A dog is a man’s best friend. But what about children? A new study from the American Psychological Association found that having pets can help teach empathy in kids.
In fact, they found that pet owners have higher levels of empathy than non-pet owners. The study also concluded that the more time spent with a pet, the stronger their relationship grew and this helped to develop an empathetic bond which improved moods and lowered stress levels.
Pets provide unconditional love, allow for more physical contact with others, and create social connections between people who live alone or don’t have many friends outside of school…all things we want our children to be able to do!
Here we’ll discuss 5 ways pets can help teach empathy to children.
Caring for a Pet Improves a Childs Self Esteem
A good self-esteem is essential to having compassion and empathy. Someone with a high self worth finds it easier and more natural to be empathetic toward others.
Caring for a pet, walking it, feeding it and nurturing it makes a child feel proud of themselves. They feel good that they were able to meet someone elses needs.
Give your child age-appropriate tasks to care for pets in the home. It’s a perfect way to give them responsibility and to build their self-esteem.
You can take it one step further by verbally explaining to them how you feel about them caring for the pet and how the pet must feel being so cared for.
Giving them simple statements that help put them in perspective will only strengthen their desire to be empathetic toward animals.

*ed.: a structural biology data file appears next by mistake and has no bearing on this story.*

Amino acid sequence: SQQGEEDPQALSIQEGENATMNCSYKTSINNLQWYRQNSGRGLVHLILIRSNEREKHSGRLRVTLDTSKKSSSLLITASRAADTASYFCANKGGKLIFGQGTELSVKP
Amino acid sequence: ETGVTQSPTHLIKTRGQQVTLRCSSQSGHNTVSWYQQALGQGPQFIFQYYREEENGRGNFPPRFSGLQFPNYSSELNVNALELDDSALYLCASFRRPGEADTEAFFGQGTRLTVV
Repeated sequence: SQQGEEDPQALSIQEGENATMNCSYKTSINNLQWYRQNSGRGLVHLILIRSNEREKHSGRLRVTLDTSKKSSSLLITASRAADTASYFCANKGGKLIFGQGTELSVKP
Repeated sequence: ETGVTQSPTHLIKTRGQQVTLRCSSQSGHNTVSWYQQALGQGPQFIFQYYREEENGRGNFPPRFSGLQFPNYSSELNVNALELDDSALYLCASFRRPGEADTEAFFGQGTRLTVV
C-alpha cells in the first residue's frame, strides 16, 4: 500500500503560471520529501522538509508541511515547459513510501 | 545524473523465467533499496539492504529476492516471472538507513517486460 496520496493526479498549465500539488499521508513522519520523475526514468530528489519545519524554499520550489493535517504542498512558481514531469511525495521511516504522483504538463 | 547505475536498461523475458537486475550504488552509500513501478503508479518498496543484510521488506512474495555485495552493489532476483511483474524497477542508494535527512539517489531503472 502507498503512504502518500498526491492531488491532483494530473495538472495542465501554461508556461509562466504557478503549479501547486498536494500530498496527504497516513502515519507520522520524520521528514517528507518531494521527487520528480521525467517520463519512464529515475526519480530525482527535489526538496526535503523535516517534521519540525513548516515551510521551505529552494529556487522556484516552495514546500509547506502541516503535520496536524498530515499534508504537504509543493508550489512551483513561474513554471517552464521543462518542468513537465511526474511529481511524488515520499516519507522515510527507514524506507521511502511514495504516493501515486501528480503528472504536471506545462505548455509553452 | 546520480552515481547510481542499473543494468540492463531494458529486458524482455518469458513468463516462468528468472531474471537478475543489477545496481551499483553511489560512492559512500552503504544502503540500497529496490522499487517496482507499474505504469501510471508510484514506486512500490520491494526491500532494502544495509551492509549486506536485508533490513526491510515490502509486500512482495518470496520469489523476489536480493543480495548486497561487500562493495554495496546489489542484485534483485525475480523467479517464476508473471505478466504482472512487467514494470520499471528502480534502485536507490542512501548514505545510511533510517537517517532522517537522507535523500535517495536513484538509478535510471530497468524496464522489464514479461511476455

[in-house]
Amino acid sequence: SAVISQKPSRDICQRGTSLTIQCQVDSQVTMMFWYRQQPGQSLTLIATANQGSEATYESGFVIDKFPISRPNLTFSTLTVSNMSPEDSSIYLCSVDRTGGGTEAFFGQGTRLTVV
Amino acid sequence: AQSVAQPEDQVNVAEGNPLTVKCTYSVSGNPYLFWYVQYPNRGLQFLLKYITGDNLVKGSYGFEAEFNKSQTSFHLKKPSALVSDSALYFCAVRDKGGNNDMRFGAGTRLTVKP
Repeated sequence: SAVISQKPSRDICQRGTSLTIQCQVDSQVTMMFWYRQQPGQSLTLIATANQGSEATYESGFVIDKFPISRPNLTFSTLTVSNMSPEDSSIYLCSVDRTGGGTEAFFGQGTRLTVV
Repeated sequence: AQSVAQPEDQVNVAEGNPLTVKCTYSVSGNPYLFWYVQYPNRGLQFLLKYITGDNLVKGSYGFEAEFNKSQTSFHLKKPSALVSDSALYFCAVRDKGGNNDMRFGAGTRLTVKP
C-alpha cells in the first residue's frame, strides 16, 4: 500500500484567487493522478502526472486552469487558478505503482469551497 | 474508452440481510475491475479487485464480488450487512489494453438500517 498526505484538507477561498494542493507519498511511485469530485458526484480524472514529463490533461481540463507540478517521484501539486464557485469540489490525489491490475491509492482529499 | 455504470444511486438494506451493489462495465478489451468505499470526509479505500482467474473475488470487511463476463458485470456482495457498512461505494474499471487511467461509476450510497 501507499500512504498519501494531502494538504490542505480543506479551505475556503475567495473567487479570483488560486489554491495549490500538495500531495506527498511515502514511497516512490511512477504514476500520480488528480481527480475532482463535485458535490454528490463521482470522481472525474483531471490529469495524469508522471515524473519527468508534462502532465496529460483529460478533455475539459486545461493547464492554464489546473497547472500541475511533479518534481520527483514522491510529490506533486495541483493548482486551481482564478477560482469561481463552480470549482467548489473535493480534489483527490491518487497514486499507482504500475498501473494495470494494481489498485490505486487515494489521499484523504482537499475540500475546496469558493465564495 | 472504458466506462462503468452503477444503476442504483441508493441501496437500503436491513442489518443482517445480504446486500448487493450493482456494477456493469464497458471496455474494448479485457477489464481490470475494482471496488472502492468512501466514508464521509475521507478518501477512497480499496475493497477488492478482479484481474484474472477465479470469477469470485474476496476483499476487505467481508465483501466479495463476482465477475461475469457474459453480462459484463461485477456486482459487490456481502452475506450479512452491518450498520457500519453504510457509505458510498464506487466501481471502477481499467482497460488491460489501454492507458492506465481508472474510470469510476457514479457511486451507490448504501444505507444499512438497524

“I’m so proud of you for caring for Fido. He looks so happy to be getting pets from you. It must have felt good going on a walk like that. He loves exercise. He must feel very cared for. How do you feel?
The Unfortunate Lesson of Death
Death is an inevitable part of life and a lesson children must unfortunately learn one day.
Pets have shorter lives than humans. And fact is when you get a family pet, especially when the children are younger, they’ll experience their pets dying.
This may sound especially hard for you, or too traumatic for children, but learning about death is essential for them.
Often, parents try to hide the facts of life and death, but you really shouldn’t avoid the discussion.
Instead, the experience of loss often teaches them more about empathy than you could have thought possible.
Make sure to keep an open discussion about their feelings when this happens. Each lesson in empathy must involve lots of discussing and defining of feelings.
As they grow and go out into the world, they’ll need the knowledge of how their actions and words affect others. That all feelings, the good and the bad are a normal part of life and nothing to be ashamed of.
Putting Someone Else Before Themselves
All children are born self centered. It’s a basic survival instinct. Babies are born having no idea that there is anything beyond themselves.
They can’t even tell where “they” end and their mom or dad begins. They learn this after months of experience and development.
One thing babies do know however, is when they are hungry. Their little bodies use automatic instincts to start sucking at anything that gets near their mouth.
When food isn’t readily available, they also know to wail to get some food.